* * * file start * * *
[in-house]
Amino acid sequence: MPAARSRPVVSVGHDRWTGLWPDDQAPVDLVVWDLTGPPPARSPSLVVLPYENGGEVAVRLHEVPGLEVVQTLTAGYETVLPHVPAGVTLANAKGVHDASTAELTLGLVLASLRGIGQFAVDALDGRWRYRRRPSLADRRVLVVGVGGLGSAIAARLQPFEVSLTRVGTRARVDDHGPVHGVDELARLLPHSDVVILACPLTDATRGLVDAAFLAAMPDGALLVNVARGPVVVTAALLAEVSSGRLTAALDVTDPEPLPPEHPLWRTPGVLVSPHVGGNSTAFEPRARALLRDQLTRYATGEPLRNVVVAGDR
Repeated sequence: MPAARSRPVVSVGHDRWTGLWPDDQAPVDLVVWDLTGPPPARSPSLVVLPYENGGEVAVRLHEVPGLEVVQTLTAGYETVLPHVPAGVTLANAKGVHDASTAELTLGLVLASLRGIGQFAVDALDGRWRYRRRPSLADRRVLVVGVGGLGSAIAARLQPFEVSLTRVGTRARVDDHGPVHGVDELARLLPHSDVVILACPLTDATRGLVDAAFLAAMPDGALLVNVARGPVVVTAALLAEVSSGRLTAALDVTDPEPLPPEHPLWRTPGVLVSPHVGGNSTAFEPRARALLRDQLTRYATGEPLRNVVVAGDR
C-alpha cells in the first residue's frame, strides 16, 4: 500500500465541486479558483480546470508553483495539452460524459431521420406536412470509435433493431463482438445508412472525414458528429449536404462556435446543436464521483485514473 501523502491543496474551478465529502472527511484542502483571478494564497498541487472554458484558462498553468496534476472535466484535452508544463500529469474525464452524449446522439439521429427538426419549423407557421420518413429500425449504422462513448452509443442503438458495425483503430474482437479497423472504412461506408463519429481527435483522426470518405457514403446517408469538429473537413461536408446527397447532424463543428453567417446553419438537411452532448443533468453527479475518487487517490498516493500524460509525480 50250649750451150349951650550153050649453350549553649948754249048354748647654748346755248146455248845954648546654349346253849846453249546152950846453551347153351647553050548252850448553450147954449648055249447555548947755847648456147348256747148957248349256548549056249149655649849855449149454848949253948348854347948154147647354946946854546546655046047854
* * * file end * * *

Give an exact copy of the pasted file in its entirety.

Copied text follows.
[in-house]
Amino acid sequence: MPAARSRPVVSVGHDRWTGLWPDDQAPVDLVVWDLTGPPPARSPSLVVLPYENGGEVAVRLHEVPGLEVVQTLTAGYETVLPHVPAGVTLANAKGVHDASTAELTLGLVLASLRGIGQFAVDALDGRWRYRRRPSLADRRVLVVGVGGLGSAIAARLQPFEVSLTRVGTRARVDDHGPVHGVDELARLLPHSDVVILACPLTDATRGLVDAAFLAAMPDGALLVNVARGPVVVTAALLAEVSSGRLTAALDVTDPEPLPPEHPLWRTPGVLVSPHVGGNSTAFEPRARALLRDQLTRYATGEPLRNVVVAGDR
Repeated sequence: MPAARSRPVVSVGHDRWTGLWPDDQAPVDLVVWDLTGPPPARSPSLVVLPYENGGEVAVRLHEVPGLEVVQTLTAGYETVLPHVPAGVTLANAKGVHDASTAELTLGLVLASLRGIGQFAVDALDGRWRYRRRPSLADRRVLVVGVGGLGSAIAARLQPFEVSLTRVGTRARVDDHGPVHGVDELARLLPHSDVVILACPLTDATRGLVDAAFLAAMPDGALLVNVARGPVVVTAALLAEVSSGRLTAALDVTDPEPLPPEHPLWRTPGVLVSPHVGGNSTAFEPRARALLRDQLTRYATGEPLRNVVVAGDR
C-alpha cells in the first residue's frame, strides 16, 4: 500500500465541486479558483480546470508553483495539452460524459431521420406536412470509435433493431463482438445508412472525414458528429449536404462556435446543436464521483485514473 501523502491543496474551478465529502472527511484542502483571478494564497498541487472554458484558462498553468496534476472535466484535452508544463500529469474525464452524449446522439439521429427538426419549423407557421420518413429500425449504422462513448452509443442503438458495425483503430474482437479497423472504412461506408463519429481527435483522426470518405457514403446517408469538429473537413461536408446527397447532424463543428453567417446553419438537411452532448443533468453527479475518487487517490498516493500524460509525480 50250649750451150349951650550153050649453350549553649948754249048354748647654748346755248146455248845954648546654349346253849846453249546152950846453551347153351647553050548252850448553450147954449648055249447555548947755847648456147348256747148957248349256548549056249149655649849855449149454848949253948348854347948154147647354946946854546546655046047854